The president directed CIA chief James Clapper and US Attorney General Eric Holder to give him proposals by the end of March on which entity ought to maintain the sensitive information. Major telecommunications firms have made clear, however, that they are reticent to keep the data.
Key US lawmakers, including Senate Intelligence Committee Chairwoman Dianne Feinstein, have expressed concerns that the information would not be readily available to the officials who need it if held by non-governmental entities. "The whole purpose of this program is to provide instantaneous information, to be able to disrupt any plot that may be taking place," she told NBC television's "Meet the Press" program.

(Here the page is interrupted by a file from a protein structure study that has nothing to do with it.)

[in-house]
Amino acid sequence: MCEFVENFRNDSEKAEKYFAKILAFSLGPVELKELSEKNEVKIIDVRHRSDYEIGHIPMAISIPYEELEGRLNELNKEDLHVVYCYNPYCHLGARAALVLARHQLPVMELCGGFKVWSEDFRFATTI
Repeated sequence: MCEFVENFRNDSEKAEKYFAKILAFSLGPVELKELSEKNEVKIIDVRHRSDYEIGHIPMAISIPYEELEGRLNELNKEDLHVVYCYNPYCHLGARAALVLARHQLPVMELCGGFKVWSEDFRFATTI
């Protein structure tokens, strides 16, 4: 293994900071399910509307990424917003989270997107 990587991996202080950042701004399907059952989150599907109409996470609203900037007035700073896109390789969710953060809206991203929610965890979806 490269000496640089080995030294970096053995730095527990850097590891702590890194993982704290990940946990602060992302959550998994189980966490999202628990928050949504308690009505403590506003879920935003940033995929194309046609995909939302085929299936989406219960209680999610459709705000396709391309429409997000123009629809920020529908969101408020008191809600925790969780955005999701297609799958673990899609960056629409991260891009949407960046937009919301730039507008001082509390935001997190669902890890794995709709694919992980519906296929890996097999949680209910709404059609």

Congressman Michael McCaul, who chairs the House Committee on Homeland Security, agreed that it was key to determine where to house the NSA "metadata." "I think metadata most significantly won't be dismantled, but put in the hands of an outside third party," he told ABC." "It can't be at Target or at any of these places that end up being hacked into," he said, referring to the recent data breach that exposed up to 110 million customers."
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